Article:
The trouble in David’s house has already become bad, but it will get worse. In chapter 13, his son Amnon raped his daughter Tamar. There just is no other word for what happened. It was a horrible and detestable act. 2 Samuel 13:21 states that David was very angry, yet he did nothing. David’s other son Absalom quickly finds out, and he hated Amnon for it. But he waits 2 full years to plot his revenge, and has Amnon killed. Absalom fled to Geshur, and was there another 3 three years (2 Samuel 13:38). In chapter 14, Joab intercedes, and Absalom is allowed to return. But he must stay in a separate house, and never be in David’s presence (2 Samuel 14:24). David cannot bring himself to forgive, but he never really punishes him. This went on for two more years. After Absalom dramatically gets Joab’s attention in 2 Samuel 14:29-31, He has Joab tell his father to either let him back “in” or put him to death. So a reconciliation occurs. Or does it…?
In chapter 15, we find Absalom conspiring to take the throne.His strategy – how he “stole the hearts of the men of Israel” is brilliant in verses 1-7. This went on for four more years, then he asked David to allow him to go to Hebron to worship the Lord to fulfill a vow. David allowed it, and he went. But he sent secret messengers throughout the tribes of Israel to ready for the rebellion to come. He took 200 men with him, but verse 11 says that they were innocent and did not know what was coming.
Word comes to David, and he knows that if he stays in Jerusalem , Absalom will bring his army to crush him. So he flees the city with his remaining force. Abiathar and Zadok came with the ark, but David refuses to use it as some sort of “lucky charm,” and sends them back with it, saying that the Lord will bring him back to it and the city if it is His will (verse 26). In verse 30, David and company reach and ascend the Mount of Olives weeping as they went. Then he gets more bad news. Ahithophel, his trusted counselor (and a wise man) has joined Absalom in the conspiracy. In verse 31, he prays to the Lord to make Ahiphothel’s counsel foolishness. So he send Hushai to Jerusalem to work undercover and report to Abiathar and Zadok, so they can get word to him. The evil being raised up against him in his own house for his sin with Bathsheba that was prophesied in 2 Samuel 12:11 has reached a new high.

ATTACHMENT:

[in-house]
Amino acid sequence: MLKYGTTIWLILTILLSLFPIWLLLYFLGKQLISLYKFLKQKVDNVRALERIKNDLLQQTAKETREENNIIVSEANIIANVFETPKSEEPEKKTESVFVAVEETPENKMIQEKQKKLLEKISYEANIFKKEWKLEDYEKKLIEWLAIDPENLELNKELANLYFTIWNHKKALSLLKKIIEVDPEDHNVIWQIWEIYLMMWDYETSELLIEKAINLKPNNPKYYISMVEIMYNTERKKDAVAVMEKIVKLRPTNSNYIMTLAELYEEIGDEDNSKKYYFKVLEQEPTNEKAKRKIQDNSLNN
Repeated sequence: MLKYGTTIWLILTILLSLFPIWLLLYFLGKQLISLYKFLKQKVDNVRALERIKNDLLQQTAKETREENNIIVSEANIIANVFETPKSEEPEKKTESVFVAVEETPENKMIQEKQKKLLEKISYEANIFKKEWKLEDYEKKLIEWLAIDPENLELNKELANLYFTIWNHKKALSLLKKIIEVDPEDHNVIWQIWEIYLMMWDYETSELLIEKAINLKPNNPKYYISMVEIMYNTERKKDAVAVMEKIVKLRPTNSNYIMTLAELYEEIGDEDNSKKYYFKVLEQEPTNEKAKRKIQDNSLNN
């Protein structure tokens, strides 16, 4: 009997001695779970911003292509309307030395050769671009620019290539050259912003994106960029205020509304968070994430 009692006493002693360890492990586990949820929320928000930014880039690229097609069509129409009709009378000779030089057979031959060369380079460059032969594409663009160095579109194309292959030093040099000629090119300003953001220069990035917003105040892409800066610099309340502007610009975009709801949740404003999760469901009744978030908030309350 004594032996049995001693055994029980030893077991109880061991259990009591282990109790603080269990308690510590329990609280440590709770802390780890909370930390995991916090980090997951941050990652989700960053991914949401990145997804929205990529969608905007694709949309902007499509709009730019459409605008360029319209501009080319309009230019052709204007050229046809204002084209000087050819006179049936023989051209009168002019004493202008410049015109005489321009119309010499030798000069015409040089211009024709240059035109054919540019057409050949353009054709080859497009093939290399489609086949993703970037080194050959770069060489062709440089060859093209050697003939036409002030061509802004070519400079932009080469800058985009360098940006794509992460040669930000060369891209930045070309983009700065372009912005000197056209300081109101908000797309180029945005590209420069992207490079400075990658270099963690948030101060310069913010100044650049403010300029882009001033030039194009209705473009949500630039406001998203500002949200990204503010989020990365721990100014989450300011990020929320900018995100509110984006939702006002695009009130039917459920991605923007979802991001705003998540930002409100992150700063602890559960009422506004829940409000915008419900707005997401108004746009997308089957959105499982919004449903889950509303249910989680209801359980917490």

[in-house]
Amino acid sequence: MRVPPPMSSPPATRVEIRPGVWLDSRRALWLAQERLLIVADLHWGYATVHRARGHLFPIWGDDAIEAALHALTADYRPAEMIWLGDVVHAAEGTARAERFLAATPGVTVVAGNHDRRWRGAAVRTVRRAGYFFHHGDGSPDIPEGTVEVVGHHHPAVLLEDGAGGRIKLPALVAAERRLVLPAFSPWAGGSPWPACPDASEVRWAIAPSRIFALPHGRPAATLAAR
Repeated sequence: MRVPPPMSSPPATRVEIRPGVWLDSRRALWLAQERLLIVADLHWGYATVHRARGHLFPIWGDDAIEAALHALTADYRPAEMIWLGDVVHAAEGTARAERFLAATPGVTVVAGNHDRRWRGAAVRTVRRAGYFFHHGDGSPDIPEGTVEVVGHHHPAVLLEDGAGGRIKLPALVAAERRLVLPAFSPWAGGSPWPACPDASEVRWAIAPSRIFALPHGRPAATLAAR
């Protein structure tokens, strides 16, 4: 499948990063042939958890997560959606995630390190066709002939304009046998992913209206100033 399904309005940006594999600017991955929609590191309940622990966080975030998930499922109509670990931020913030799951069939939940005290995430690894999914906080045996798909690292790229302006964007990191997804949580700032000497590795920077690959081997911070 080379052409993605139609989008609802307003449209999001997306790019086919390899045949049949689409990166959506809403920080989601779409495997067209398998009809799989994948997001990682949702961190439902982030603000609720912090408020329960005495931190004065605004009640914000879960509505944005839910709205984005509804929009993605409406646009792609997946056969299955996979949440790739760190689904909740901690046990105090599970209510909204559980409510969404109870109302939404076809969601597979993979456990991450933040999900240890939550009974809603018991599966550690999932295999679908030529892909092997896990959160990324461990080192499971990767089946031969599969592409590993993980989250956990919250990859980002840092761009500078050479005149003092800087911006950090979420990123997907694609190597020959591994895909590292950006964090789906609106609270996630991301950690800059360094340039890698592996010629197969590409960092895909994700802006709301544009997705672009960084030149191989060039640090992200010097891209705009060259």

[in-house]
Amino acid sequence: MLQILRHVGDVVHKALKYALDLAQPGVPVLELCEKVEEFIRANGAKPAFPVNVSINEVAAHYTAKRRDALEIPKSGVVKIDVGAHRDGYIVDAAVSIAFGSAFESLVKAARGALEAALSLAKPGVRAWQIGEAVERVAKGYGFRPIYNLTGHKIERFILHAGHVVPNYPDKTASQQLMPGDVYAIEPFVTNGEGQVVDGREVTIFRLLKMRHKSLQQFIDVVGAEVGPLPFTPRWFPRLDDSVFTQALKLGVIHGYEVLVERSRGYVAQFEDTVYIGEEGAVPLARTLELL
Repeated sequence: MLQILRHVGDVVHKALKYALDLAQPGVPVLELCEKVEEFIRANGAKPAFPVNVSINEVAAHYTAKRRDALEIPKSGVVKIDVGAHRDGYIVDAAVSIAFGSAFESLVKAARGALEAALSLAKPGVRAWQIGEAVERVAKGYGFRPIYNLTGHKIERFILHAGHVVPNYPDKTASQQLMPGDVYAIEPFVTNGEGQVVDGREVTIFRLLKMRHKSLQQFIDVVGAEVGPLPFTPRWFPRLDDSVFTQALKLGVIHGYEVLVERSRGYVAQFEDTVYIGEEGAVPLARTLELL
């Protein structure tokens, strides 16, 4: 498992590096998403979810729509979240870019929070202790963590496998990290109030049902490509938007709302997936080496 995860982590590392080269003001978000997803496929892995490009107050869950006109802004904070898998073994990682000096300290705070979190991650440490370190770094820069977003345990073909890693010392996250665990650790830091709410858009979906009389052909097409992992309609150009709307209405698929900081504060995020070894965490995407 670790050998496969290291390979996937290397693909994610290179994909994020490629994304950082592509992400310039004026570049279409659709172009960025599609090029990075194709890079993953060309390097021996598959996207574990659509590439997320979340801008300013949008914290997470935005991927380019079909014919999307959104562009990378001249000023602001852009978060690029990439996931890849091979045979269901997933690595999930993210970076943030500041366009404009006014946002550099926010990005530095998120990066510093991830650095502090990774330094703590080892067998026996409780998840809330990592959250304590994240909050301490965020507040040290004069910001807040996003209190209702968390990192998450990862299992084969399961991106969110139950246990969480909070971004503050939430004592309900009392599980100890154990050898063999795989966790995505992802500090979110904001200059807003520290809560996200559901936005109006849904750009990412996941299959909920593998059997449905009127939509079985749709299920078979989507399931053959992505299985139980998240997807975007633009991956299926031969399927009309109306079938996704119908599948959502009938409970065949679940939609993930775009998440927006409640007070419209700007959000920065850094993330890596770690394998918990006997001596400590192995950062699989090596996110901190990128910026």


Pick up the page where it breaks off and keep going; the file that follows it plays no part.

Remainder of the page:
Despite his sin, David has proven to be a great leader and king, as well as a man of God in contrast to Saul. But chapters 13-14 especially have shown him to be a lousy father. God’s word does not sugar-coat the heroes of the story of the Bible. From Noah to Abraham to Jacob, and now David, we see them “warts and all.” In the end, no matter how favored they are with God, they are just men. Sinners who need God’s forgiveness – just like us.
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some images © V. Gilbert & Arlisle F. Beers
Please note: I did not design the reading plan that I am following in my blog. All of my comments in this blog, however, are solely my responsibility. When reading ANY commentary, you should ALWAYS refer first to the scripture, which is God’s unchanging and unfailing word. Reading schedules, as well as a link to the site where you can get the reading plan that I’m currently following for yourself can be found on the “Bible Reading Schedules” page of my website at http://graceofourlord.com. For questions and help, please see the “FAQ” and “Summaries” pages there.
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